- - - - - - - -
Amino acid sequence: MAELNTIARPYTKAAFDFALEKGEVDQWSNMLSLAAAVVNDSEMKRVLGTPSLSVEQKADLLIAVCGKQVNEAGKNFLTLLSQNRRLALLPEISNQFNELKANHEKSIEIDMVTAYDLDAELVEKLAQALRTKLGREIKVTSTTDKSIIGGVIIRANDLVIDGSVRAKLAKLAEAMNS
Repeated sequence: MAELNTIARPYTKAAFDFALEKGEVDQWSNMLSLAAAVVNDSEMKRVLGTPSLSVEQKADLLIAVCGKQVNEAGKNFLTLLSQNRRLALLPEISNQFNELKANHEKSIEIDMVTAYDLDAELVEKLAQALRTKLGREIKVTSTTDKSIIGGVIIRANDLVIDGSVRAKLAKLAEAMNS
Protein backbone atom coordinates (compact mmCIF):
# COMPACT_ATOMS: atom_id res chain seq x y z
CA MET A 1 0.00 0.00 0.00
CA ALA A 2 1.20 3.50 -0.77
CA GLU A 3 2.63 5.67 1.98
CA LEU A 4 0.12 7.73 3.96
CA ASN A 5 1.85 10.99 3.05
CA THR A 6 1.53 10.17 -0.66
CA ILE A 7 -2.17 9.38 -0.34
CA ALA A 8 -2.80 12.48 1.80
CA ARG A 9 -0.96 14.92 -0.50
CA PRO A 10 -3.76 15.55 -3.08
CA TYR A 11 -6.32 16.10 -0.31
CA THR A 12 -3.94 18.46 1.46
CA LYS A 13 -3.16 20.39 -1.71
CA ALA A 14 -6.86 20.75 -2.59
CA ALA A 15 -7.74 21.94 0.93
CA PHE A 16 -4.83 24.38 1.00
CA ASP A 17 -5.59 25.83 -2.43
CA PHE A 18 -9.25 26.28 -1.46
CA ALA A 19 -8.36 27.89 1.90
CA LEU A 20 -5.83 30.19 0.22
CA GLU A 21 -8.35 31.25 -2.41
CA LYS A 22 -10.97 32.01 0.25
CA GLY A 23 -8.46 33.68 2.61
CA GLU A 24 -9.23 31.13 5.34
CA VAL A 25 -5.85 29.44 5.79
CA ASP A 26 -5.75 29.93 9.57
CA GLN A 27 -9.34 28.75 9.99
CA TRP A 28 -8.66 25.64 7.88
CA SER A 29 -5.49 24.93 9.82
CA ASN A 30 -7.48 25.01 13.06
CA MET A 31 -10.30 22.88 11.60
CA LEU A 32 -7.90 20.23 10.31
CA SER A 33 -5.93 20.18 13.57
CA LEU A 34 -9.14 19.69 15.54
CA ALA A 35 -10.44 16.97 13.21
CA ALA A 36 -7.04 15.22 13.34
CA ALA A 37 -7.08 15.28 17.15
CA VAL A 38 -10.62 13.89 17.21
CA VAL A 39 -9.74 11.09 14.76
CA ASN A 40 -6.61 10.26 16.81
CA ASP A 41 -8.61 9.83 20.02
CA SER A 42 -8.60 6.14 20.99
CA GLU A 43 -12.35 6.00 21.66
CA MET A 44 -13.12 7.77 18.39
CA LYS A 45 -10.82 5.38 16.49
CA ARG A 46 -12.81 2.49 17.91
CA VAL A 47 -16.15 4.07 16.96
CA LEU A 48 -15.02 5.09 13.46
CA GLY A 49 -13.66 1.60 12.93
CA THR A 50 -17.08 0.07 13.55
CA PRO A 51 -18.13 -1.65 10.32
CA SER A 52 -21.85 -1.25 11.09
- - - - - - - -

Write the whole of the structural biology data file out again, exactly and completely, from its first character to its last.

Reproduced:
Amino acid sequence: MAELNTIARPYTKAAFDFALEKGEVDQWSNMLSLAAAVVNDSEMKRVLGTPSLSVEQKADLLIAVCGKQVNEAGKNFLTLLSQNRRLALLPEISNQFNELKANHEKSIEIDMVTAYDLDAELVEKLAQALRTKLGREIKVTSTTDKSIIGGVIIRANDLVIDGSVRAKLAKLAEAMNS
Repeated sequence: MAELNTIARPYTKAAFDFALEKGEVDQWSNMLSLAAAVVNDSEMKRVLGTPSLSVEQKADLLIAVCGKQVNEAGKNFLTLLSQNRRLALLPEISNQFNELKANHEKSIEIDMVTAYDLDAELVEKLAQALRTKLGREIKVTSTTDKSIIGGVIIRANDLVIDGSVRAKLAKLAEAMNS
Protein backbone atom coordinates (compact mmCIF):
# COMPACT_ATOMS: atom_id res chain seq x y z
CA MET A 1 0.00 0.00 0.00
CA ALA A 2 1.20 3.50 -0.77
CA GLU A 3 2.63 5.67 1.98
CA LEU A 4 0.12 7.73 3.96
CA ASN A 5 1.85 10.99 3.05
CA THR A 6 1.53 10.17 -0.66
CA ILE A 7 -2.17 9.38 -0.34
CA ALA A 8 -2.80 12.48 1.80
CA ARG A 9 -0.96 14.92 -0.50
CA PRO A 10 -3.76 15.55 -3.08
CA TYR A 11 -6.32 16.10 -0.31
CA THR A 12 -3.94 18.46 1.46
CA LYS A 13 -3.16 20.39 -1.71
CA ALA A 14 -6.86 20.75 -2.59
CA ALA A 15 -7.74 21.94 0.93
CA PHE A 16 -4.83 24.38 1.00
CA ASP A 17 -5.59 25.83 -2.43
CA PHE A 18 -9.25 26.28 -1.46
CA ALA A 19 -8.36 27.89 1.90
CA LEU A 20 -5.83 30.19 0.22
CA GLU A 21 -8.35 31.25 -2.41
CA LYS A 22 -10.97 32.01 0.25
CA GLY A 23 -8.46 33.68 2.61
CA GLU A 24 -9.23 31.13 5.34
CA VAL A 25 -5.85 29.44 5.79
CA ASP A 26 -5.75 29.93 9.57
CA GLN A 27 -9.34 28.75 9.99
CA TRP A 28 -8.66 25.64 7.88
CA SER A 29 -5.49 24.93 9.82
CA ASN A 30 -7.48 25.01 13.06
CA MET A 31 -10.30 22.88 11.60
CA LEU A 32 -7.90 20.23 10.31
CA SER A 33 -5.93 20.18 13.57
CA LEU A 34 -9.14 19.69 15.54
CA ALA A 35 -10.44 16.97 13.21
CA ALA A 36 -7.04 15.22 13.34
CA ALA A 37 -7.08 15.28 17.15
CA VAL A 38 -10.62 13.89 17.21
CA VAL A 39 -9.74 11.09 14.76
CA ASN A 40 -6.61 10.26 16.81
CA ASP A 41 -8.61 9.83 20.02
CA SER A 42 -8.60 6.14 20.99
CA GLU A 43 -12.35 6.00 21.66
CA MET A 44 -13.12 7.77 18.39
CA LYS A 45 -10.82 5.38 16.49
CA ARG A 46 -12.81 2.49 17.91
CA VAL A 47 -16.15 4.07 16.96
CA LEU A 48 -15.02 5.09 13.46
CA GLY A 49 -13.66 1.60 12.93
CA THR A 50 -17.08 0.07 13.55
CA PRO A 51 -18.13 -1.65 10.32
CA SER A 52 -21.85 -1.25 11.09